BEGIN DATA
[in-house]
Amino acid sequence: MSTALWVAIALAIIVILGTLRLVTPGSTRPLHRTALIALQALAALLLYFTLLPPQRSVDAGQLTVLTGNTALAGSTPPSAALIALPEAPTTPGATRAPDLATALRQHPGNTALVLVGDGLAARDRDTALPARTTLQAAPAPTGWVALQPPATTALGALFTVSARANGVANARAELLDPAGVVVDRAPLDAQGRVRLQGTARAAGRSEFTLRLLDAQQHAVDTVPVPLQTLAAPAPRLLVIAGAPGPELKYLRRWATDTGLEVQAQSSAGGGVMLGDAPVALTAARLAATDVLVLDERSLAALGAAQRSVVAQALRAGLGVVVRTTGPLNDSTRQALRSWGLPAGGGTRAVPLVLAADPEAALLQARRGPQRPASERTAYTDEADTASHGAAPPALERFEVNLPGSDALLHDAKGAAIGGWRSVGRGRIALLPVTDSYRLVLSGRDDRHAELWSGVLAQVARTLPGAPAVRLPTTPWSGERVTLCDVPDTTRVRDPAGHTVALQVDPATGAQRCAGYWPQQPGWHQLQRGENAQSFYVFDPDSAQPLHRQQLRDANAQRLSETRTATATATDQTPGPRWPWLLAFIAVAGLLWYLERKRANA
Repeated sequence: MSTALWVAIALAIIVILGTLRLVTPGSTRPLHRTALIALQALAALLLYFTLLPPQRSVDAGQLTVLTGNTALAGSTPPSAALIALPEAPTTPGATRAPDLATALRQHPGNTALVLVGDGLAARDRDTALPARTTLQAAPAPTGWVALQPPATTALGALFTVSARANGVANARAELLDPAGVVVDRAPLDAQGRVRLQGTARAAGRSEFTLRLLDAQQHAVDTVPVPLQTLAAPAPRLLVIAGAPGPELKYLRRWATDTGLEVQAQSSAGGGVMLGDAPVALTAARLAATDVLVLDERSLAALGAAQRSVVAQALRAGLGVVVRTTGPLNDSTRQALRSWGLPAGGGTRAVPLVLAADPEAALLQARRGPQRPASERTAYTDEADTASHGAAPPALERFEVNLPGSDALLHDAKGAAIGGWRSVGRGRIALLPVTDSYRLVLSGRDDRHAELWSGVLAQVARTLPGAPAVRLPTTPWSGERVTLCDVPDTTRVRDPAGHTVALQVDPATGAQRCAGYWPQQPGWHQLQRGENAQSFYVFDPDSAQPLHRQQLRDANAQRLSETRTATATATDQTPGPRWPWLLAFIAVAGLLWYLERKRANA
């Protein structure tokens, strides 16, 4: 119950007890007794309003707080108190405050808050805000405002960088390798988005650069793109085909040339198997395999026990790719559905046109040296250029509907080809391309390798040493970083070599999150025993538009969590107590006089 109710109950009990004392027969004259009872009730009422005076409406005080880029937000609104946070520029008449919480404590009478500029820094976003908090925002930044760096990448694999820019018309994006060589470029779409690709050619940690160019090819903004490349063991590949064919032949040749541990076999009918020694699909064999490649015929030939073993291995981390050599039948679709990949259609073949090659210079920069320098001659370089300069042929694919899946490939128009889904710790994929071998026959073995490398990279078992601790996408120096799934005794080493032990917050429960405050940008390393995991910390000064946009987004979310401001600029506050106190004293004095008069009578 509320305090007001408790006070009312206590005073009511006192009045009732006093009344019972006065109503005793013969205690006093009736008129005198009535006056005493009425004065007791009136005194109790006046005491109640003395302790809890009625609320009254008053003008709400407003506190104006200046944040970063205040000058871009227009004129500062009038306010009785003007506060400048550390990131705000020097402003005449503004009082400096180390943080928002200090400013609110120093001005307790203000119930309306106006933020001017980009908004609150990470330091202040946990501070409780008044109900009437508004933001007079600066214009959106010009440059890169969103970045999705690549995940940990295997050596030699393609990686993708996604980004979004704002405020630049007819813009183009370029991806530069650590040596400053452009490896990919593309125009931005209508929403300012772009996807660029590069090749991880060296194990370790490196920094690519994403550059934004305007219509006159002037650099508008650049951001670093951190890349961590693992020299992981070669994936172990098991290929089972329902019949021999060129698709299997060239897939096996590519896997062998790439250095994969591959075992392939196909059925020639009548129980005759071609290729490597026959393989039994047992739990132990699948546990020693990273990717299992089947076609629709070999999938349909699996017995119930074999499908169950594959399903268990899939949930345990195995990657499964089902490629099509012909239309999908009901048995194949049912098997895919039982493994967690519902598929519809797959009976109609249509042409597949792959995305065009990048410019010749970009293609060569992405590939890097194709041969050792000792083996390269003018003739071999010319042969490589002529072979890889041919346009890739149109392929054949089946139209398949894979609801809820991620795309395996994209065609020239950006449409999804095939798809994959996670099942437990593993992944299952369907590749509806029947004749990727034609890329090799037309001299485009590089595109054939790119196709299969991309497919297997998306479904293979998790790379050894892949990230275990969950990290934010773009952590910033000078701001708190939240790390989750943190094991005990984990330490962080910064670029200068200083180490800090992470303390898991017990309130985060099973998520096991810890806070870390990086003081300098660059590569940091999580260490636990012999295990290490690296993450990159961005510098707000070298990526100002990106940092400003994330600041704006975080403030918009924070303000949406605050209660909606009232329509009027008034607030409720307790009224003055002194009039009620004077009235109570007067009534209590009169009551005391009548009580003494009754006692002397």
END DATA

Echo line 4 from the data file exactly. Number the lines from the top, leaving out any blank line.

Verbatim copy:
């Protein structure tokens, strides 16, 4: 119950007890007794309003707080108190405050808050805000405002960088390798988005650069793109085909040339198997395999026990790719559905046109040296250029509907080809391309390798040493970083070599999150025993538009969590107590006089 109710109950009990004392027969004259009872009730009422005076409406005080880029937000609104946070520029008449919480404590009478500029820094976003908090925002930044760096990448694999820019018309994006060589470029779409690709050619940690160019090819903004490349063991590949064919032949040749541990076999009918020694699909064999490649015929030939073993291995981390050599039948679709990949259609073949090659210079920069320098001659370089300069042929694919899946490939128009889904710790994929071998026959073995490398990279078992601790996408120096799934005794080493032990917050429960405050940008390393995991910390000064946009987004979310401001600029506050106190004293004095008069009578 509320305090007001408790006070009312206590005073009511006192009045009732006093009344019972006065109503005793013969205690006093009736008129005198009535006056005493009425004065007791009136005194109790006046005491109640003395302790809890009625609320009254008053003008709400407003506190104006200046944040970063205040000058871009227009004129500062009038306010009785003007506060400048550390990131705000020097402003005449503004009082400096180390943080928002200090400013609110120093001005307790203000119930309306106006933020001017980009908004609150990470330091202040946990501070409780008044109900009437508004933001007079600066214009959106010009440059890169969103970045999705690549995940940990295997050596030699393609990686993708996604980004979004704002405020630049007819813009183009370029991806530069650590040596400053452009490896990919593309125009931005209508929403300012772009996807660029590069090749991880060296194990370790490196920094690519994403550059934004305007219509006159002037650099508008650049951001670093951190890349961590693992020299992981070669994936172990098991290929089972329902019949021999060129698709299997060239897939096996590519896997062998790439250095994969591959075992392939196909059925020639009548129980005759071609290729490597026959393989039994047992739990132990699948546990020693990273990717299992089947076609629709070999999938349909699996017995119930074999499908169950594959399903268990899939949930345990195995990657499964089902490629099509012909239309999908009901048995194949049912098997895919039982493994967690519902598929519809797959009976109609249509042409597949792959995305065009990048410019010749970009293609060569992405590939890097194709041969050792000792083996390269003018003739071999010319042969490589002529072979890889041919346009890739149109392929054949089946139209398949894979609801809820991620795309395996994209065609020239950006449409999804095939798809994959996670099942437990593993992944299952369907590749509806029947004749990727034609890329090799037309001299485009590089595109054939790119196709299969991309497919297997998306479904293979998790790379050894892949990230275990969950990290934010773009952590910033000078701001708190939240790390989750943190094991005990984990330490962080910064670029200068200083180490800090992470303390898991017990309130985060099973998520096991810890806070870390990086003081300098660059590569940091999580260490636990012999295990290490690296993450990159961005510098707000070298990526100002990106940092400003994330600041704006975080403030918009924070303000949406605050209660909606009232329509009027008034607030409720307790009224003055002194009039009620004077009235109570007067009534209590009169009551005391009548009580003494009754006692002397």